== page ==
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More Grey Goo
This is the latest chapter in Winston's continuing watch over nanotechnology. The nanotechers now have an association called International Council on Nanotechnology. It is based at Rice University and is reportedly funded by contributions from companies making nanotech products. They have a website (see link below) that provides an easily accessible and apparently objective source of information about nanotechnology--pros and cons and currently unknowns. Winston recommends that anyone interested in the subject look at their site.

The Federal government has its own group for coordinating nanotech research and disseminating information about nanotech developments. The government's involvement arises in part because it is spending hundreds of millions of your tax dollars on nanotech research and technology development. The government effort is called the National Nanotechnology Initiative (see link below). Eighteen federal agencies participate in the initiative, and it is run by the National Science Technology Council. The goals of NNI include "better understand[ing] the social, ethical, health, and environmental implications of the technology...."

Speaking of which, the giant international reinsurance company Swiss Re recently published a report for the insurance industry on nanotechnology risk. The report addresses the "emerging risk" of nanotechnology because it "is expected to become a ubiquitous technology-one which will help generate many innovative products and applications." The Swiss Re report explains that nanotechnology may "defy the laws of physics," and warns that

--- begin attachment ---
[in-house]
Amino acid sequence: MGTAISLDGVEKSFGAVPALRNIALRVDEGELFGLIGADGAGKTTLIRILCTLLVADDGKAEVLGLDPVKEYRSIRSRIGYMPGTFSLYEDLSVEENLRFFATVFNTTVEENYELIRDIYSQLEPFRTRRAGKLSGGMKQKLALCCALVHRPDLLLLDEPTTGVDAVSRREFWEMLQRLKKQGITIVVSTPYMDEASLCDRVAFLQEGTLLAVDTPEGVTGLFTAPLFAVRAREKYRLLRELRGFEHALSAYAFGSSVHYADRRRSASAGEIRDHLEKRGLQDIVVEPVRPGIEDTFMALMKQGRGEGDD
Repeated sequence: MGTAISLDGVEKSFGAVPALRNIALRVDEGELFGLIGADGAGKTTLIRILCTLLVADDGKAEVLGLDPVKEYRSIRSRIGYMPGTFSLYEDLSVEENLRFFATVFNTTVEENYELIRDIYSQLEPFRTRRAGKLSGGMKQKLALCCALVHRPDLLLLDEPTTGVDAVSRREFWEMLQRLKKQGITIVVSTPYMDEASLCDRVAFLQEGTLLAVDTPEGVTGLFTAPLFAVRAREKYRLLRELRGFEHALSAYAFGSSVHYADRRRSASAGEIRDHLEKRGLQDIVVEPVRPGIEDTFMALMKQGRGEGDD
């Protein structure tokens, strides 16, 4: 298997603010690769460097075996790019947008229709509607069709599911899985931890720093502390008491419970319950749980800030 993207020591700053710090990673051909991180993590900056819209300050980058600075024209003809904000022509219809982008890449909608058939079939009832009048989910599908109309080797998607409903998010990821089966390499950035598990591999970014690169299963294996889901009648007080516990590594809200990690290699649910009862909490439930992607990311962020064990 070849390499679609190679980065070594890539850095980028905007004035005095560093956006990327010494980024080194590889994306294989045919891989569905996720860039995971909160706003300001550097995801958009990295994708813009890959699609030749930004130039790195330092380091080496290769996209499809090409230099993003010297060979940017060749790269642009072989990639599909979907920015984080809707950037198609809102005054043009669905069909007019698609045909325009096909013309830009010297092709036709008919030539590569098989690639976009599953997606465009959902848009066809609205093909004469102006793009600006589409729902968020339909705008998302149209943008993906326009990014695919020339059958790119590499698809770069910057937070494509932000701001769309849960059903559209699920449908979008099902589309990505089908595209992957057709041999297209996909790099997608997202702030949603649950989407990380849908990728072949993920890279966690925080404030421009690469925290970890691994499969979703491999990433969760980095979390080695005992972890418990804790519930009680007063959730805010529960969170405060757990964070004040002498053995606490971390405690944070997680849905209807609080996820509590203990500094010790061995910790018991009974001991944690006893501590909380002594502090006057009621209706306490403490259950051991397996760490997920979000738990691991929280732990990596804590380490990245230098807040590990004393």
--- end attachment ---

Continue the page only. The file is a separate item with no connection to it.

"[f]or the time being, there are no specific regulatory guidelines that address potential risks. In fact, the industry community has only started to evaluate potential 'nano-risks.' There is no global approach toward finding a solution that would satisfy the needs of business, scientists and regulators alike. To date, given the complexity of nanotechnology, no single authority or country can find answers to the questions at hand."
The Swiss Re report expresses concern that nanoparticles may cross the blood-brain barrier and destroy brain cells.

Winston does not want Buckyballs to eat his brain. He seeks reassurance that this will not occur, but has not yet found any in the nanotech community. Based on the Swiss Re report, the insurance industry is equally concerned.
  • Click for International Council on Nanotechnology Website.
  • Click for National Technology Initiative Website.
  • Click for Swiss Re Nanotechnology Report.

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